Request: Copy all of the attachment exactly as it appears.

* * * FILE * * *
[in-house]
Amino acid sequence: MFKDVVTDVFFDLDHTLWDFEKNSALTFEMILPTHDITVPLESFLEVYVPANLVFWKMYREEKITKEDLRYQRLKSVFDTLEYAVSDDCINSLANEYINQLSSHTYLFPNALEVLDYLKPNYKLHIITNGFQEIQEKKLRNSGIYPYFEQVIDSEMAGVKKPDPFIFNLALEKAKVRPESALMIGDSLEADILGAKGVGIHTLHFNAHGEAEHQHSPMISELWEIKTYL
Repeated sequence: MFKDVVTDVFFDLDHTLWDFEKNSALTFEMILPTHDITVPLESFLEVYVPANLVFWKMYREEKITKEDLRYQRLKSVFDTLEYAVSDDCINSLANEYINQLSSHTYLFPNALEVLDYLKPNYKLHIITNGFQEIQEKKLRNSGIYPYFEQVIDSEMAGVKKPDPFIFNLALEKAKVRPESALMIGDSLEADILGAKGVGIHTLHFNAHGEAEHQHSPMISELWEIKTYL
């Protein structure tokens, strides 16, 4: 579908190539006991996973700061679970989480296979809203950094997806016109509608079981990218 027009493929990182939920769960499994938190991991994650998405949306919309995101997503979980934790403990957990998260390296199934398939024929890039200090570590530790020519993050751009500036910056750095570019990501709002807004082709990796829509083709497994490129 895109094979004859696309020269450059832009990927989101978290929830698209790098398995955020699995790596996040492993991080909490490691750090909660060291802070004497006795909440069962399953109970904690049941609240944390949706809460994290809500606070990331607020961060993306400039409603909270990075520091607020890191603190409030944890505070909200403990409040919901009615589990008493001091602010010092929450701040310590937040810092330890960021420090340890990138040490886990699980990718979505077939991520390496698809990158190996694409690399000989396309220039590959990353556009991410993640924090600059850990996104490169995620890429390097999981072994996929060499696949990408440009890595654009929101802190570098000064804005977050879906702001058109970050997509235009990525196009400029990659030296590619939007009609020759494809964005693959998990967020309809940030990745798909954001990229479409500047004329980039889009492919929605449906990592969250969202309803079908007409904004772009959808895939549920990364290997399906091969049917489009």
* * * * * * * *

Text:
[in-house]
Amino acid sequence: MFKDVVTDVFFDLDHTLWDFEKNSALTFEMILPTHDITVPLESFLEVYVPANLVFWKMYREEKITKEDLRYQRLKSVFDTLEYAVSDDCINSLANEYINQLSSHTYLFPNALEVLDYLKPNYKLHIITNGFQEIQEKKLRNSGIYPYFEQVIDSEMAGVKKPDPFIFNLALEKAKVRPESALMIGDSLEADILGAKGVGIHTLHFNAHGEAEHQHSPMISELWEIKTYL
Repeated sequence: MFKDVVTDVFFDLDHTLWDFEKNSALTFEMILPTHDITVPLESFLEVYVPANLVFWKMYREEKITKEDLRYQRLKSVFDTLEYAVSDDCINSLANEYINQLSSHTYLFPNALEVLDYLKPNYKLHIITNGFQEIQEKKLRNSGIYPYFEQVIDSEMAGVKKPDPFIFNLALEKAKVRPESALMIGDSLEADILGAKGVGIHTLHFNAHGEAEHQHSPMISELWEIKTYL
């Protein structure tokens, strides 16, 4: 579908190539006991996973700061679970989480296979809203950094997806016109509608079981990218 027009493929990182939920769960499994938190991991994650998405949306919309995101997503979980934790403990957990998260390296199934398939024929890039200090570590530790020519993050751009500036910056750095570019990501709002807004082709990796829509083709497994490129 895109094979004859696309020269450059832009990927989101978290929830698209790098398995955020699995790596996040492993991080909490490691750090909660060291802070004497006795909440069962399953109970904690049941609240944390949706809460994290809500606070990331607020961060993306400039409603909270990075520091607020890191603190409030944890505070909200403990409040919901009615589990008493001091602010010092929450701040310590937040810092330890960021420090340890990138040490886990699980990718979505077939991520390496698809990158190996694409690399000989396309220039590959990353556009991410993640924090600059850990996104490169995620890429390097999981072994996929060499696949990408440009890595654009929101802190570098000064804005977050879906702001058109970050997509235009990525196009400029990659030296590619939007009609020759494809964005693959998990967020309809940030990745798909954001990229479409500047004329980039889009492919929605449906990592969250969202309803079908007409904004772009959808895939549920990364290997399906091969049917489009």